• There is believed to be a regular loss of fish from the Crane to the Thames – particularly given the very high flows (5 to 10 cumecs) during peak flow periods and the lack of refuge areas in the lower Crane. At present there is one major barrier (Mereway Road sluice) and around 13 minor weir barriers to the movement of fish through the tidal Crane and up the river. Note that the EA is proposing to replace the Mereway Road structure in 2020 with a new one incorporating a fish ladder.  
  • The Crane may therefore be a valuable source of freshwater fish recruitment for the tidal Thames
  • The only other fish noted were sea lamprey, occasionally seen up to Richmond half lock    
  • In spring 2018 there were several reports of a grey seal in the tidal Crane. It was seen over a reach of several hundred metres adjacent to the Cole Park allotments and around 700 metres above the confluence with the Thames


ZSL has recently produced a guidance document on the conservation of tidal Thames fish. This includes a detailed listing of the fish in different parts of the tidal Thames along with recommendations for measures to protect and enhance their habitat.   It is a good and detailed report – however it does not reference the value of the tidal reaches of tributaries or the contribution of tributaries to the tidal sticks of fresh water fish. JP also references "The Tidal Thames" by Alwyne Wheeler, published in 1979, as a useful record of the historical value of the tidal fishery.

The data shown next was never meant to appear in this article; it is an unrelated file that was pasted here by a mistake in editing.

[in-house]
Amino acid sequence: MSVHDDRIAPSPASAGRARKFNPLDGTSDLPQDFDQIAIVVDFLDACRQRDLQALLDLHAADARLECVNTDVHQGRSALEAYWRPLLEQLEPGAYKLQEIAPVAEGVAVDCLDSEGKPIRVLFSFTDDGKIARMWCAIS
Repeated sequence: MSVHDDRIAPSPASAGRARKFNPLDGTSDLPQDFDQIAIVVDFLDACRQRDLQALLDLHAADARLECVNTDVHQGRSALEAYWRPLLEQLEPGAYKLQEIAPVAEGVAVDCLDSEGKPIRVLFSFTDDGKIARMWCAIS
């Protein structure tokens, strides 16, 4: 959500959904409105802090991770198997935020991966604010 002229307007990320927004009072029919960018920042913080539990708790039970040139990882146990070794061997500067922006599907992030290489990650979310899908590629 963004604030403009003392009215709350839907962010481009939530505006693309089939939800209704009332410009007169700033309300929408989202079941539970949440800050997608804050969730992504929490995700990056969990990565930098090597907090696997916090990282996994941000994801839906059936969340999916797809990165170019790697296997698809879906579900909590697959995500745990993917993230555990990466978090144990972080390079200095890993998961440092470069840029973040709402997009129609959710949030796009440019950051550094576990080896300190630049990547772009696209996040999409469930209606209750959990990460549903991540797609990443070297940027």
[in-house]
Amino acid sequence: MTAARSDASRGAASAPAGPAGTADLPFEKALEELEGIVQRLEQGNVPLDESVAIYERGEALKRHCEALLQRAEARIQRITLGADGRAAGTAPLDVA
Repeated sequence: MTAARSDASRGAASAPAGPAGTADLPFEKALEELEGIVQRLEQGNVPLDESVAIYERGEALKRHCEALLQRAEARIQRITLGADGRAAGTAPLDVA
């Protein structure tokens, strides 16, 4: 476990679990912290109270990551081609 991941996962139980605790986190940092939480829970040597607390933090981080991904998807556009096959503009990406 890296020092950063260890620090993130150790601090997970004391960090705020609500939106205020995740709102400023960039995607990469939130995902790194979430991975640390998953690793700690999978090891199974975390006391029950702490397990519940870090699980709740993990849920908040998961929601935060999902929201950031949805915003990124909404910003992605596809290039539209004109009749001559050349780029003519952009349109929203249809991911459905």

The ZSL project is linked to the development of a marine conservation zone for the Thames. This is designed to support fisheries of conservation significance – including smelt.


The EA conducts two surveys of the fish in the Tidal Thames every year at Corporation Island (in Richmond and just upstream of the tidal Crane entrance in Isleworth), typically in May and September.


A National Rivers Authority fisheries report from 1995 stated:


"Lower down the Crane in its tidal section (approximately downstream of Northcote Road) the river supports flounder and eel. This area was identified in the NRA fisheries survey of 1988 as an important habitat, acting as a major nursery area for freshwater and estuarine fish fry. The nursery site in the Crane forms one of the only freshwater low tide creeks on the north bank of the Thames between Teddington and the River Lee which gives it further value and the need for protection."


Fish Survey in August 2018


An initial fish survey was carried out around low tide on 19th August, using two 1.5m by 3m intertidal nets with a 1.5mm mesh, along with kick nets. FORCE Trustees, DG (NNR); Tidal Crane Association members as well as JP (ZSL) and SC (IFM) were present. The following observations were made:


  • Eight species were found in total – stickleback; dace; chubb; stone loach; common goby; flounder; minnow and eel
  • There were large numbers (100+) sticklebacks in the two pools immediately upstream and downstream of the NNR (around 500 metres above the Thames). Up to half of these were carrying fish lice – which is unusual for river fish and may be a function of the low flows and high temperatures this summer
  • Young dace – average 150mm and 2017 fish – around half a dozen in the same area
  • Minnows – all sizes – around ten in total and all looking healthy. SC noted this was indicative of good water quality (see also below)
  • One chubb and several stone loach in the same area